Similarly, Christian Hoard Fegett, who met her husband through the Fleet Feet Running group, said, “I first trained for a half to run the Derby Mini in 2005. It felt like a big race to me.” Also bringing up the point that the Kentucky Derby Mini is one of two races that uses the term “mini” marathon, rather than half marathon, a term that rubs some runners wrong as they feel it takes away from the difficulty of running 13.1 miles. (I personally like the idea of running a Pikermi. It’s the town halfway between Marathon and Athens—which is the route Pheidippides apparently ran to deliver news of the Greek victory against the Persians).

    “When I started ‘No Boundaries’ (Fleet Feet’s Couch to 5k Program), one minute of running was an accomplishment. I want to do a marathon next year, but that won't detract from any half marathons that I've done or plan to do in the future. Heck, it doesn't detract from any 5k's or 10k's,” said Anne London, another Louisville runner.

    Beth Bynum decided to train for a half so as to have a distance goal that would keep her accountable for exercising 3-4 times a week. She ran her first half marathon with her husband and other training partners and loved it; but when they decided to do a full, she decided that it would be too much to train for the marathon. Instead she decided to run her second half-marathon and bested her time by 8 minutes. In the spring of 2013, she ran her third half-marathon, besting her time in the fall by another 7 minutes.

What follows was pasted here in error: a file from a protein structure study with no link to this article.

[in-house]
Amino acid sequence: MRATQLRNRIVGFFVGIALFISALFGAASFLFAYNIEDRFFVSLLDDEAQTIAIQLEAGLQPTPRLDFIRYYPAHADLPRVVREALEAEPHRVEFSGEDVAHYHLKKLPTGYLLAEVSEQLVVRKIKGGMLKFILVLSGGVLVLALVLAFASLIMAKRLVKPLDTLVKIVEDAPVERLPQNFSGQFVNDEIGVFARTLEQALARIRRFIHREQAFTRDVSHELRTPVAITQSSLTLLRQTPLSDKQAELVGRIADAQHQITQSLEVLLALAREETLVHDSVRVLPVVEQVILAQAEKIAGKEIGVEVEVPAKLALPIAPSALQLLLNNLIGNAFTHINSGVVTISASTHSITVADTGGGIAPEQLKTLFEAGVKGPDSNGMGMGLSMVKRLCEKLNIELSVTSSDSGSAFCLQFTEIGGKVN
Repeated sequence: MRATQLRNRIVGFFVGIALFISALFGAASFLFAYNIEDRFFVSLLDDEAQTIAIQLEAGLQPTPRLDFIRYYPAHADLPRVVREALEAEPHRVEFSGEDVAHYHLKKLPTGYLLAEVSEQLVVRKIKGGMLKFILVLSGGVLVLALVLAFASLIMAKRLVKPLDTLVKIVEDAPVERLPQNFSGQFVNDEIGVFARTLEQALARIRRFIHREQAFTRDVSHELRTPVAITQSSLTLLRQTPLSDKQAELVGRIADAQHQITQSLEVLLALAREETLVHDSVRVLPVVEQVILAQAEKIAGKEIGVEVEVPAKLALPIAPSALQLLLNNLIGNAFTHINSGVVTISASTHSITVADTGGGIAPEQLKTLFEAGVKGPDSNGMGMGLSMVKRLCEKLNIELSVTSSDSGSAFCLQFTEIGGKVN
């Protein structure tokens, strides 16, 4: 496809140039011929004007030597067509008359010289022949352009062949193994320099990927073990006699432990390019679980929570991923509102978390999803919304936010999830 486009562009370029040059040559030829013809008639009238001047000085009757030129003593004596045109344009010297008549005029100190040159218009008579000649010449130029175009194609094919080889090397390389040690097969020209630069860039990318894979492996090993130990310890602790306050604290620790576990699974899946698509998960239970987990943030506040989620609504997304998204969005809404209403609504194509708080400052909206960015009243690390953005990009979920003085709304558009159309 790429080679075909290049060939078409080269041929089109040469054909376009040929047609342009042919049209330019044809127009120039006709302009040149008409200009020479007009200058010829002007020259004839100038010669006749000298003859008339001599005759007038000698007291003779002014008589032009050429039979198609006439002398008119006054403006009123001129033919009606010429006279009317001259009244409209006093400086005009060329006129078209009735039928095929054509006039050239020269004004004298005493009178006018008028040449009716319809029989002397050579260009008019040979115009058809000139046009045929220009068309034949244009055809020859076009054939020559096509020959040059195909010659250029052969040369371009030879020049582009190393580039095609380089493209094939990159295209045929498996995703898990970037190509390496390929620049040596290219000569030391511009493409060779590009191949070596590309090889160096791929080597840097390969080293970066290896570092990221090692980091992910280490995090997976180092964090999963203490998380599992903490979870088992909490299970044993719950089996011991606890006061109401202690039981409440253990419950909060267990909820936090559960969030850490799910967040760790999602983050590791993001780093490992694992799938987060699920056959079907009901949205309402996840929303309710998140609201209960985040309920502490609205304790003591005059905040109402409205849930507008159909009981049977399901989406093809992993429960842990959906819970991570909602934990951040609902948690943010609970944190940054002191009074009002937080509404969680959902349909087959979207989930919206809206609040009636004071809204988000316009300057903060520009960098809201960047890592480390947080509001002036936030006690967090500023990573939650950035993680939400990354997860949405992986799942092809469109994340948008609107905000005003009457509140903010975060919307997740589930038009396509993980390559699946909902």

“I again seriously consider signing up for a full marathon for the fall of 2013. I had conquered the half-marathon distance, I was healthy, and I had time to put in to training. What I came to realize is that I just don’t want to run a marathon. If I had to think that hard about whether to do it or not, I knew it just wasn’t in my heart. If I didn’t really want to do it, then it wasn’t going to fun. What I decided is that running a marathon is just not something I need to do or feel like I am a failure for not doing. I decided I would get much more personal satisfaction in running a faster half-marathon then running a full marathon. In the fall of 2013, I ran my fourth half-marathon at sub 8-minute miles, besting my previous time by 4 minutes,” she said.

    Bynum continued, “When I’ve talked to other runners about marathons, I have often been asked, ‘But you’ve done a marathon, right?’ There is certainly a presumption that if you’ve run for long enough or if you are fast enough, then the next step is the marathon. Maybe it will be for me one day, but I don’t need it right now. I feel good about being a half-marathon runner, and a damn good one. I feel like I can accomplish just as much running faster half marathons as I could running a full.”

    So I propose a new bumper sticker. One that says “I’m part of the .03%.”

    And there’s nothing half satisfying about that.

    Photography courtesy of Shutterstock


    Ashlie Danielle Stevens's picture

    About Ashlie Danielle Stevens

    I am a freelance food, arts and culture writer. Among other publications, my work has appeared at The Atlantic’s CityLab, Eater, Slate, Salon, The Guardian, Hyperallergic and National Geographic’s food blog, The Plate.